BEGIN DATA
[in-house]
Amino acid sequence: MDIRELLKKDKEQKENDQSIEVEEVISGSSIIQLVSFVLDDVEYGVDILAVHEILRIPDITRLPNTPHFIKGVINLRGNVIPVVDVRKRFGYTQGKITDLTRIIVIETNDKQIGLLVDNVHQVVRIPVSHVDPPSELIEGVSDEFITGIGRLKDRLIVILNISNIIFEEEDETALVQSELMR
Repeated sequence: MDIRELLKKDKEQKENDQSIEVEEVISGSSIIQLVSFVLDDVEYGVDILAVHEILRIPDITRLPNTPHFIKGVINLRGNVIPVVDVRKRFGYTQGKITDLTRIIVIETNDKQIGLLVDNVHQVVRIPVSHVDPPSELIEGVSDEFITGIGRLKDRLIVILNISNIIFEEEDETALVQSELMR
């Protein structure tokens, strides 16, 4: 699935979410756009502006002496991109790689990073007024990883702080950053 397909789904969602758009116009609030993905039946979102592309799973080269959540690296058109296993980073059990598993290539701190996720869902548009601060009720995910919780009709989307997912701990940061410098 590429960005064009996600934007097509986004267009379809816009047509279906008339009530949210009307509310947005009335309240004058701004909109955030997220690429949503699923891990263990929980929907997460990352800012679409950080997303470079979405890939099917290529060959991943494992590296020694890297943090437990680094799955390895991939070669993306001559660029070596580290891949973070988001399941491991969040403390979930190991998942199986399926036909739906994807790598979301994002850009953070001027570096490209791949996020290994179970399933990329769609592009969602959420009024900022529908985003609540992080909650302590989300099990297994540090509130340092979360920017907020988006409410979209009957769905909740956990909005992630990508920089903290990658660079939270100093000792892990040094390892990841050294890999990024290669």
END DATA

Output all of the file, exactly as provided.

[in-house]
Amino acid sequence: MDIRELLKKDKEQKENDQSIEVEEVISGSSIIQLVSFVLDDVEYGVDILAVHEILRIPDITRLPNTPHFIKGVINLRGNVIPVVDVRKRFGYTQGKITDLTRIIVIETNDKQIGLLVDNVHQVVRIPVSHVDPPSELIEGVSDEFITGIGRLKDRLIVILNISNIIFEEEDETALVQSELMR
Repeated sequence: MDIRELLKKDKEQKENDQSIEVEEVISGSSIIQLVSFVLDDVEYGVDILAVHEILRIPDITRLPNTPHFIKGVINLRGNVIPVVDVRKRFGYTQGKITDLTRIIVIETNDKQIGLLVDNVHQVVRIPVSHVDPPSELIEGVSDEFITGIGRLKDRLIVILNISNIIFEEEDETALVQSELMR
């Protein structure tokens, strides 16, 4: 699935979410756009502006002496991109790689990073007024990883702080950053 397909789904969602758009116009609030993905039946979102592309799973080269959540690296058109296993980073059990598993290539701190996720869902548009601060009720995910919780009709989307997912701990940061410098 590429960005064009996600934007097509986004267009379809816009047509279906008339009530949210009307509310947005009335309240004058701004909109955030997220690429949503699923891990263990929980929907997460990352800012679409950080997303470079979405890939099917290529060959991943494992590296020694890297943090437990680094799955390895991939070669993306001559660029070596580290891949973070988001399941491991969040403390979930190991998942199986399926036909739906994807790598979301994002850009953070001027570096490209791949996020290994179970399933990329769609592009969602959420009024900022529908985003609540992080909650302590989300099990297994540090509130340092979360920017907020988006409410979209009957769905909740956990909005992630990508920089903290990658660079939270100093000792892990040094390892990841050294890999990024290669």